Here are the top 5 frequently asked questions by our developer/owner-operator partners and our responses:

1) Do you analyze the note’s asset or just the discount from the note’s face value? We always analyze the underlying value of the real estate asset. In fact, we rarely ask about the mortgage’s face value. Obviously, we will eventually find out the asset value, but we want to first focus on the asset itself, not necessarily the discount being offered. Frankly, the discount offered is a secondary consideration. We prefer REO’s or deed in lieu scenarios. Most developers shy away from litigation, but that’s a real risk when playing in this arena and everybody has a certain level of risk tolerance.

2) What the best advice you can give when talking with the banks? Be considerate. Most of these bankers run into “tire kickers,” people who need to raise money in order to close, and inexperienced wannabe developers who talk a big game and just want to take advantage of a distressed situation. Remember, most of these bankers are also the same people who originated the loan so this process is very uncomfortable for them. Also, don’t assume that you are the only developer in town or the only company with cash. Its a very competitive marketplace, and there is incredible wealth out there and plenty of people who can close a deal. My advice is to show credibility through recent closings; be completely transparent and honest by showing your analysis, assumptions and ROE (Return on Equity); and be prepared to show proof of available funds. Lastly, act like you are the great wide receiver Jerry Rice – If you score a touchdown, just give the ball to the ref, don’t showboat and run quietly to the sidelines!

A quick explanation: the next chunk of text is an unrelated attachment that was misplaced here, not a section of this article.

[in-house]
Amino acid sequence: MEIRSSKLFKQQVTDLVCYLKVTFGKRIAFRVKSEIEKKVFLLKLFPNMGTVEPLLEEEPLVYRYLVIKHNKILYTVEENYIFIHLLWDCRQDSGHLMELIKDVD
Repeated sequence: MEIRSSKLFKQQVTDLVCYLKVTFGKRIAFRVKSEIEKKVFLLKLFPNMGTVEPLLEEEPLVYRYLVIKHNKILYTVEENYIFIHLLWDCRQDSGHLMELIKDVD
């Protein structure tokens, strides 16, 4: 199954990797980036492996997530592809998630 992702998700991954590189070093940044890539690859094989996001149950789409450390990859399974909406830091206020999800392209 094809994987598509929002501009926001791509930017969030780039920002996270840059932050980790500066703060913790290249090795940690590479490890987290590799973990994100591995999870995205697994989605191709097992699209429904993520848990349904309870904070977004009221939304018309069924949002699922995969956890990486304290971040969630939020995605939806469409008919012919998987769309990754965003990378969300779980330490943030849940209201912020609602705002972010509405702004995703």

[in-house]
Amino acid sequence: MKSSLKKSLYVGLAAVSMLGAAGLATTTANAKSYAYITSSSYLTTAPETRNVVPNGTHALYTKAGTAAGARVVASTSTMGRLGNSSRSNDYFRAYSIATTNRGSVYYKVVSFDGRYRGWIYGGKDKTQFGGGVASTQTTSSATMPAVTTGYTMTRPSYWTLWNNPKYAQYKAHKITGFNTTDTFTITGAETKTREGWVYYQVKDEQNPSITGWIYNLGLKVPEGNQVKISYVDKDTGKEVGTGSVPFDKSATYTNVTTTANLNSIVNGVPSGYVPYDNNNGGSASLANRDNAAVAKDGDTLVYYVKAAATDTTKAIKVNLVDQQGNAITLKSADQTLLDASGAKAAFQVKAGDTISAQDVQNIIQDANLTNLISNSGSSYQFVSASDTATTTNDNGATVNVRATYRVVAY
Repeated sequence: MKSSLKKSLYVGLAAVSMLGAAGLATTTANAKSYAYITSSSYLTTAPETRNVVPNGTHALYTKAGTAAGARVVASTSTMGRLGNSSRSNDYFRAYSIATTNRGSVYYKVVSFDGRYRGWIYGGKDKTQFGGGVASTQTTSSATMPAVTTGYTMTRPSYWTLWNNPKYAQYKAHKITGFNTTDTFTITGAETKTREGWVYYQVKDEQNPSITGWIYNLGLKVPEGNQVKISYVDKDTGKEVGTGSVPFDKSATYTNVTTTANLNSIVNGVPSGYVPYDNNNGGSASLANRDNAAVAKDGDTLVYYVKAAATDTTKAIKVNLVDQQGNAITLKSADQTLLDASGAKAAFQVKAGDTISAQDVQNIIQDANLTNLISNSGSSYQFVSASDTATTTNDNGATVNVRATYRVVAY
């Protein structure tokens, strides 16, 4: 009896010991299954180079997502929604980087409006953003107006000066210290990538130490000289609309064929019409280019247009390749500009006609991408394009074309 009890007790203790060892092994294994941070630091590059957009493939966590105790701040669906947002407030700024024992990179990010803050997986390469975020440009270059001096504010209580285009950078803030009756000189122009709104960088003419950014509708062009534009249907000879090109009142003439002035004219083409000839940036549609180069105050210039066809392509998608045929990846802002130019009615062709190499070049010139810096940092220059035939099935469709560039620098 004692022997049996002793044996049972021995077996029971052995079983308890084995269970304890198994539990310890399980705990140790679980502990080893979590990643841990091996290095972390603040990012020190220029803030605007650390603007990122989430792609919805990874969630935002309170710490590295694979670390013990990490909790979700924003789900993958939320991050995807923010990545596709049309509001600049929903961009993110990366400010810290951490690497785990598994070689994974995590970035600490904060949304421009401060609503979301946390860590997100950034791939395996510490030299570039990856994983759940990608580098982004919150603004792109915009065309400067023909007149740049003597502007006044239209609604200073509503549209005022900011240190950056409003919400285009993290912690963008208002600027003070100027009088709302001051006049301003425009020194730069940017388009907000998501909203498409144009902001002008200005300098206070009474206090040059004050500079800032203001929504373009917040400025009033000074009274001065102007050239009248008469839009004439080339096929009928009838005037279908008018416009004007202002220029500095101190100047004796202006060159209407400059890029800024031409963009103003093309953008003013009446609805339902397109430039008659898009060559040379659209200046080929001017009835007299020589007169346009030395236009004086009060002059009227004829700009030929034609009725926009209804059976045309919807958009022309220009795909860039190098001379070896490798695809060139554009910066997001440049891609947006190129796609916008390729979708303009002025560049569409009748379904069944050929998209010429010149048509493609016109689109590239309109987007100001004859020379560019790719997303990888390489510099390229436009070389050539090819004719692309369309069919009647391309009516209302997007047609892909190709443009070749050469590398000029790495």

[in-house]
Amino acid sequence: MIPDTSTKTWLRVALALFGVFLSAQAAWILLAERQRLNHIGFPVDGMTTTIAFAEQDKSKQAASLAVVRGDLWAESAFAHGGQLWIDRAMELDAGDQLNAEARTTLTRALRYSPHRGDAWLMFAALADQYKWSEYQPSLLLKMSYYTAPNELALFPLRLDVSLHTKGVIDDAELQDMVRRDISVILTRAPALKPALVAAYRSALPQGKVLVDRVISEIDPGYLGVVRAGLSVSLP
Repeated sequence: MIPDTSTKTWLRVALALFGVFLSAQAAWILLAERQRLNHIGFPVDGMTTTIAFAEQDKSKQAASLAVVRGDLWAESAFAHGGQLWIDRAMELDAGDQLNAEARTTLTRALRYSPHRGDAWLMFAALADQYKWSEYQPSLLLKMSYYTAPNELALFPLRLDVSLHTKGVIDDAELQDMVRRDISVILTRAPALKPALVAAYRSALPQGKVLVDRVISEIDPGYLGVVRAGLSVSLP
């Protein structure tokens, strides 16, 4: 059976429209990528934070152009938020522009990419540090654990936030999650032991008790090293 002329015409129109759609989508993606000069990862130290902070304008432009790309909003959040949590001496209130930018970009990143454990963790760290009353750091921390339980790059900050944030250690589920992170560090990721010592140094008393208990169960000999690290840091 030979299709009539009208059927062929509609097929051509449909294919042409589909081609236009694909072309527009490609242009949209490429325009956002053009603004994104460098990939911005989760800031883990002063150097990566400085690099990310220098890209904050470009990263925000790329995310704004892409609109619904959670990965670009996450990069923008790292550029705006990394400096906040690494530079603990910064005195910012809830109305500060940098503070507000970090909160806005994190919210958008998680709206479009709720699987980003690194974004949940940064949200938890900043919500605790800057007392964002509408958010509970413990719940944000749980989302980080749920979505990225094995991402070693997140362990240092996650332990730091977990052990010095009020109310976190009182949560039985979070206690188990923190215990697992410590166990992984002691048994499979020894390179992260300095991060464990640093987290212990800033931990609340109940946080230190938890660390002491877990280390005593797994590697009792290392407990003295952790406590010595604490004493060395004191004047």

3) Are transactions happening? Absolutely. Deals ARE getting done quietly. Banks aren’t going to publicize the fact that they are selling bad loans, but they are. Furthermore, if you expect to buy more loans in the future, don’t brag about your most recent acquisition – It’s bad business. There is no upside for developers to spam e-mail the world or advertise about their conquests.